Microprocesador 8088

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The Intel 8088 Architecture and Instruction Set
This lecture describes a subset of the 8088 architecture and instruction set. While it’s not possible to cover all the details of the 8088 in one lecture you should learn enough about the 8088 to be able to: write simple program in 8088 assembly language including: (1)transfer of 8 and 16-bit data between registers and memory using register, immediate, direct, and register indirect addressing, (2) some essential arithmetic and logic instructions on byte and 16-bit values, (3) stack push/pop, (4) input/output, (5) [un]conditional branches, (6) call/return, (7) interrupt/return, (8) essential pseudo-ops (org, db, dw). compute a physical address from segment andoffset values, describe response of 8088 to NMI, software (INT) and external (IRQ) interrupts and return from interrupts.

The original Intel 16-bit CPU was the 8086. It was designed to be backwards-compatible at the assembler level with Intel’s 8-bit CPU, the 8080. The 8088 is a version of the 8086 with an 8-bit data bus. The 8088 was used in the original IBM PC and its many clones. Laterversions of the 8086 include the i386 which extends the data and address registers to 32 bits and includes support for memory protection and virtual memory.

rupts/exceptions. There are also three segment registers (CS, DS, SS) which are used to allow the code, data and stack to be located in any three 64 kByte “segments” within a 1 megabyte (20-bit) address space as described below.Instruction Set
Data Transfer
Transfer of 8 and 16-bit data is done using the MOV instruction. Either the source or destination has to be a register. The other operand can come from another register, from memory, from immediate data (a value encoded in the instruction) or from a memory location “pointed at” by register BX. For example, if COUNT is the label of a memory location the following arepossible:


The 8088 includes has four 16-bit data registers (AX, BX, CX and DX). BX can also be used as an address register for indirect addressing. The most/least significant byte of each register can also be addressed directly (e.g. AL is the LS byte of AX, CH is MS byte of CX). ; register: move contents of BX to AX Three bits in a 16-bit program status word (PSW) MOV AX,BX are used toindicate whether the result of the previ- ; direct: move contents of AX to memory MOV COUNT,AX ous arithmetic/logical instruction was zero, negative, ; immediate: load CX with the value 240 or generated a carry. An interrupt enable bit controls MOV CX,0F0H ; register indirect: move contents of AL whether interrupt requests on the IRQ pin are recog- ; to memory location in BX nized. MOV [BX],AL Theaddress of the next instruction to be executed 16-bit registers can be pushed (SP is first decreis held in a 16-bit instruction pointer (IP) register (the mented by two and then the value stored at SP) or “program counter”). popped (the value is restored from memory at SP and Exercise: How many bytes can be addressed by a 16then SP is incremented by 2). For example:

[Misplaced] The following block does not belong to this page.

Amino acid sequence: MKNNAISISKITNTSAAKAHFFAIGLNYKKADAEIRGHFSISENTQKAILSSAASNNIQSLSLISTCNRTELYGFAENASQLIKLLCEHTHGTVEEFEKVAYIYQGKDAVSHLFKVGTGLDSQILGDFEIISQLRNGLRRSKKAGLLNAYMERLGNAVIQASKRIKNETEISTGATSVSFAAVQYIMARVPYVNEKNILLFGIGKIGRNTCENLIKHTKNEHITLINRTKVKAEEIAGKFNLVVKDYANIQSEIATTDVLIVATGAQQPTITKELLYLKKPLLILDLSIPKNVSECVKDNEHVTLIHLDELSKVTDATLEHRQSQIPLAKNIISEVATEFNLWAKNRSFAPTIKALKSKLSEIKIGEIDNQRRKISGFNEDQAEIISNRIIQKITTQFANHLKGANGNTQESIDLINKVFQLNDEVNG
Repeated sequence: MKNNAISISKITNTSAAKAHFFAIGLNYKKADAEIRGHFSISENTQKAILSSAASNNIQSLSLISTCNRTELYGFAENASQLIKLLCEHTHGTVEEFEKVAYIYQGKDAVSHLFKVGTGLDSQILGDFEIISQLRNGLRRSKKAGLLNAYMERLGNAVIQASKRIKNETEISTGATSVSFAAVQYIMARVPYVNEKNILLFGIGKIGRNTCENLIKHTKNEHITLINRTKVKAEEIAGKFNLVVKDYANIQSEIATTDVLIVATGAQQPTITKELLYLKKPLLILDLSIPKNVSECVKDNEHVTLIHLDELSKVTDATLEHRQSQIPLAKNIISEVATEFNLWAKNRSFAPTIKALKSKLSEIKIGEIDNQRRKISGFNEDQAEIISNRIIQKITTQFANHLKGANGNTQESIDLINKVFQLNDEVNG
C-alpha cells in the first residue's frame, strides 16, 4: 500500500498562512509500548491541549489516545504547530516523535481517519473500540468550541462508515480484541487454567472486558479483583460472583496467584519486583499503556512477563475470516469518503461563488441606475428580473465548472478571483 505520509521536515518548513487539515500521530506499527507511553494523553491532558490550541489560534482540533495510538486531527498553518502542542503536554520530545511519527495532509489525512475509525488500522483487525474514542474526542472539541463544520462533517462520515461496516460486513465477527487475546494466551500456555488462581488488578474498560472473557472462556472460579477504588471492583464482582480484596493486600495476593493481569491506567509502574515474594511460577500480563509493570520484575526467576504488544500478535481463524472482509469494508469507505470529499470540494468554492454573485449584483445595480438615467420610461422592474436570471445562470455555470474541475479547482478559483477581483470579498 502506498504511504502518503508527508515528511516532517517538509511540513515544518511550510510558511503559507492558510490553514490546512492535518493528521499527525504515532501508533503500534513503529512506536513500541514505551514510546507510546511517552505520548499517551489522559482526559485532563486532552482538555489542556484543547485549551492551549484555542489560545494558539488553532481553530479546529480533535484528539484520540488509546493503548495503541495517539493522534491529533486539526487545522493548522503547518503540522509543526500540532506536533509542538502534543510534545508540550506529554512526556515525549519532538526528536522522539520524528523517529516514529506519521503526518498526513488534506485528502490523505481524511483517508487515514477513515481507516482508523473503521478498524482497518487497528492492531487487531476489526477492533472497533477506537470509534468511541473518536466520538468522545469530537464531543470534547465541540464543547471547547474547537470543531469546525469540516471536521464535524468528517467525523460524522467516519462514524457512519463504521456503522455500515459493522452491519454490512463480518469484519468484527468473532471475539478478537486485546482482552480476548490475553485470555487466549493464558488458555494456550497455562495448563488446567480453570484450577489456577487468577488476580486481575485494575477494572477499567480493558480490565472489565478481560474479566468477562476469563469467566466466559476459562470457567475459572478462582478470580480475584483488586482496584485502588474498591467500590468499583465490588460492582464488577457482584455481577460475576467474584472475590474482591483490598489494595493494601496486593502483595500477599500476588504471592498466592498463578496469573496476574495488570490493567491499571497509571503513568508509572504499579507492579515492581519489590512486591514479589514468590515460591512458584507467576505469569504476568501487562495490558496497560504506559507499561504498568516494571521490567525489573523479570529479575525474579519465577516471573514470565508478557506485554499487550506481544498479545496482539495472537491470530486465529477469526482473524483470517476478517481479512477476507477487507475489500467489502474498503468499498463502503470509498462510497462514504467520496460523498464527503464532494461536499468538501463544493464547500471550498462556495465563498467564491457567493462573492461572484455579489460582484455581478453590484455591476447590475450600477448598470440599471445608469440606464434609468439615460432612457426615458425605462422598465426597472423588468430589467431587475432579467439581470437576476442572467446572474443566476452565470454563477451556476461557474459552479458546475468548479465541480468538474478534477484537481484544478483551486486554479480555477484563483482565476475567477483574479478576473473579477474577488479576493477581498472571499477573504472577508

bit value?

A 16-bit stackpointer (SP) is used to implement a stack to support subroutine calls and inter1



; push contents of AX ; restore into BX

I/O Operations
The 8088 has separate I/O and memory address spaces. Values in the I/O space are accessed with IN and OUT instructions. The port address is loaded into DX and the data is read/written to/from AL or AX:
MOV OUT IN DX,372H ; load DX withport address DX,AL ; output byte in AL to port ; 372 (hex) AX,DX ; input word to AX

stack during a CALL instruction and the contents of IP are popped by the RET instructions. For example:
CALL ... readchar: ... RET readchar

Interrupts and Exceptions

In addition to interrupts caused by external events (such as an IRQ signal), certain instructions such as a dividing by zero or the INT...
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